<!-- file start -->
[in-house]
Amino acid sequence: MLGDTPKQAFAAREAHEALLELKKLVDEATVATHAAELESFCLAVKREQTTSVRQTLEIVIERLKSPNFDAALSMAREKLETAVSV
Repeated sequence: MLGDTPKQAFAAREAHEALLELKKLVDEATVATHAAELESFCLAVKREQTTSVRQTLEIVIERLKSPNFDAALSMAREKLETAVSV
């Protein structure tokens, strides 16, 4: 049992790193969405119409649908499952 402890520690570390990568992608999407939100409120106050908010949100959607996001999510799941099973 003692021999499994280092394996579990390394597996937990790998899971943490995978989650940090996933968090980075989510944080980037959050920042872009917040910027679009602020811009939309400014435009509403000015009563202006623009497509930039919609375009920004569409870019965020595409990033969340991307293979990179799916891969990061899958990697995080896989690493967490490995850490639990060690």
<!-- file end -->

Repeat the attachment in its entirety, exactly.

[in-house]
Amino acid sequence: MLGDTPKQAFAAREAHEALLELKKLVDEATVATHAAELESFCLAVKREQTTSVRQTLEIVIERLKSPNFDAALSMAREKLETAVSV
Repeated sequence: MLGDTPKQAFAAREAHEALLELKKLVDEATVATHAAELESFCLAVKREQTTSVRQTLEIVIERLKSPNFDAALSMAREKLETAVSV
């Protein structure tokens, strides 16, 4: 049992790193969405119409649908499952 402890520690570390990568992608999407939100409120106050908010949100959607996001999510799941099973 003692021999499994280092394996579990390394597996937990790998899971943490995978989650940090996933968090980075989510944080980037959050920042872009917040910027679009602020811009939309400014435009509403000015009563202006623009497509930039919609375009920004569409870019965020595409990033969340991307293979990179799916891969990061899958990697995080896989690493967490490995850490639990060690």